It’s been over a year since my last update on Presently and a lot has happened! Presently has hit half a million downloads, you can automatically back up your entries to Dropbox, modularization of the code base, sharing improvements and more.
Sharing your gratitude
Our previous sharing feature just allowed our users to share the text of their gratitude entry. We noticed that users were frequently sharing screenshots of their entries and thought we could help our users better share their gratitude. Now users can share a generated image of their gratitude.
Automatic Dropbox Backups
We’ve had a CSV export and import feature since our very early days, but users had to manually backup their data to their device. Now users can connect their Dropbox accounts to the Presently app and have their entries automatically exported to their Dropbox account. Under the hood we’re using WorkManager and the Dropbox Java SDK to upload their entries.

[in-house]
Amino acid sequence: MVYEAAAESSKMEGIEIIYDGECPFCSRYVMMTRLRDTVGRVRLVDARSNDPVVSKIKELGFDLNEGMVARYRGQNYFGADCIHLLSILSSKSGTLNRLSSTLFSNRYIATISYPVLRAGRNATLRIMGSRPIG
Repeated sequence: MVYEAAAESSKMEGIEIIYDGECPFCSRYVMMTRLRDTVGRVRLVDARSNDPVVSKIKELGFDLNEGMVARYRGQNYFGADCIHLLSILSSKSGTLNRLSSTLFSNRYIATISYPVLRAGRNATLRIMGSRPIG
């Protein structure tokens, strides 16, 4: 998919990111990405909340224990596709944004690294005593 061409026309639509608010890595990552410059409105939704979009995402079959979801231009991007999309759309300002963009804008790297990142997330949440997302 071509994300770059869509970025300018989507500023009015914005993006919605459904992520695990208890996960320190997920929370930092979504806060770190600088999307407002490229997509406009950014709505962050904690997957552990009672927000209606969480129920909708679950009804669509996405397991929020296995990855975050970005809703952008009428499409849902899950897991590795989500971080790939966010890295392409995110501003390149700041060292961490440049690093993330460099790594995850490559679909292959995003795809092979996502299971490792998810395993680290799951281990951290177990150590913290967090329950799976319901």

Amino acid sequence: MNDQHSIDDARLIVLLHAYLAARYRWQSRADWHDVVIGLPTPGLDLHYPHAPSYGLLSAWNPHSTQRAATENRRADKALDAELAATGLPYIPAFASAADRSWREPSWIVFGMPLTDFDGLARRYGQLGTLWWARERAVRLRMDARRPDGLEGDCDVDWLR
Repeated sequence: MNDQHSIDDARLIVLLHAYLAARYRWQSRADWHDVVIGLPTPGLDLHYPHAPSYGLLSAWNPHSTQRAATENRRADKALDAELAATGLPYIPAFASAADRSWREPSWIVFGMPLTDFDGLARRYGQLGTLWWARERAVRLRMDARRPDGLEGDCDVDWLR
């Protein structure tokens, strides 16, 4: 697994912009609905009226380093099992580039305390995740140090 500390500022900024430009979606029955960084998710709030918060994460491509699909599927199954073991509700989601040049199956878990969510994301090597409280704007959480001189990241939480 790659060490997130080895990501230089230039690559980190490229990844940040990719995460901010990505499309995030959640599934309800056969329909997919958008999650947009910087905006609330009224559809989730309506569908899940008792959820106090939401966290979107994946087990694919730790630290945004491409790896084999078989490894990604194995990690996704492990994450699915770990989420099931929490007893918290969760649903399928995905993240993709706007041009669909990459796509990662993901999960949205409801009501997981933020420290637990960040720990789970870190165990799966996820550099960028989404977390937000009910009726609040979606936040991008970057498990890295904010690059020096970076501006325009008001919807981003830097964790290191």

More customization options
Some great open source contributions and user feature requests now let our users really customize Presently. Users can now chose how long their entries are in the timeline, to display the day of the week, and can pick from over 25 different themes.
Architecture and Technical Improvements
Since the last update I’ve really tried to focus on modernizing the codebase and improving app quality. Big improvments have been made around testing, architecture, and modularization.
When I started learning Flutter I played around with BLoC and got my first exposure to an MVI architecture. I really enjoyed it and had looked forward to using Airbnb’s Mavericks framework. I’ve so far refactored the gratitude entry screen and written a new feature, sharing, using Mavericks.
Modularization + DI
Previously all Presently code was found in the
app module, and while the app is relatively small there was definitely room for improvement. Now we have modules for common UI elements, new features, testing utilities, logging, and settings. Modularizing the code base meant big changes had to be made to our CI system and code coverage reporting. Because of this we started using Fladle to run all of the various instrumented tests across modules.
Presently also switched over to using Hilt. This simplified our existing Dagger usage and helped us write better UI tests! We also are now actively wrapping third party code to help us easily swap out implementations for testing or experimentation.